Analysis: Beyond Kyoto Regime

Non Peer-reviewed Article

The 10th Conference of the Parties (COP-10) to the Framework Convention on Climate Change (FCCC) was held in Buenos Aires, Argentina. The international community has so far established a set of international treaties as an international regime to cope with global climate change: the FCCC and the Kyoto Protocol. The former recognised anthropogenic climate change as an urgent global challenge. The latter set legally-binding GHG emissions reduction commitments for the developed countries. Russia's ratification will finally bring the 1997 Kyoto Protocol into force in February 2005 after years of struggles such as the US withdrawal. However, there are still many problems to be solved. One of them is the issue of "beyond Kyoto".

The first commitment period of the Kyoto Protocol is the period 2008-2012. The content of future commitments after 2013 has not been specified at all yet, but discussion on it will start from 2005. Depending on the future commitments, therefore, there is a possibility that the existing commitments will be obscured. Given such circumstances, at COP-10 the European Union suggested holding a series of seminars on the post-Kyoto regime. However, the US, which has opposed the quantification of legally-binding reduction commitments, was against the European suggestion. The major developing countries such as China and India were also in opposition, with fears of imposition of legally-binding GHG emissions reduction commitments. They stressed that any emissions reduction commitments of developing countries should be clarified in advance as excluded from the seminar theme. After an overnight negotiation on the last day, it was finally agreed to hold a seminar in May 2005 without specialising the subject.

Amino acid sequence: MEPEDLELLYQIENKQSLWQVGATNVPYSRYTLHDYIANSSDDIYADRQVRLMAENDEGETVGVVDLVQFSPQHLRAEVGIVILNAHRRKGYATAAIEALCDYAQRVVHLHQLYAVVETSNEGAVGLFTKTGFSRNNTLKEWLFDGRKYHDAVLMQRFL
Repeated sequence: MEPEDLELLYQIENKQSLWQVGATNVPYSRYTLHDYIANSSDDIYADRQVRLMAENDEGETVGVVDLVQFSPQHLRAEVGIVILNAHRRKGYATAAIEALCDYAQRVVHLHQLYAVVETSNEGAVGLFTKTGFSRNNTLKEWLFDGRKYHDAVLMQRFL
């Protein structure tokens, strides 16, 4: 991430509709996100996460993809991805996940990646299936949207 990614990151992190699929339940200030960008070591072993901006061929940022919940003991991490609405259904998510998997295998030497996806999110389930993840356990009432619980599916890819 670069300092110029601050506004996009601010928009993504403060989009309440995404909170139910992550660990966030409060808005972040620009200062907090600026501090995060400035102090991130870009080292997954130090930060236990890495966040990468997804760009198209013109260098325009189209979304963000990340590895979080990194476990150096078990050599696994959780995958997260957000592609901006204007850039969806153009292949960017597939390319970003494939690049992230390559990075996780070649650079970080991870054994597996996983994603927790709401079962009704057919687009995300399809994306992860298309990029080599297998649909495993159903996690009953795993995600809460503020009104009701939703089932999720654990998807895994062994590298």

COP-10, which took time in terms of seminar organisation, shows the difficulty of international negotiation in the future. On the other hand the extension of the existing Protocol would not contribute emissions reduction on a global level since the percentage of the developed countries' GHG emissions subject to the Kyoto Protocol against the world’s total emissions will be reduced from 32% in 2010 to 29% in 2020. Therefore it will be crucial for the new terms of engagement with the US and the developing countries. It is widely said that COP-10 was not a great success. Given such difficulty in international negotiations, however, COP-10 was an important step to let each country engage in discussion on the beyond Kyoto regime.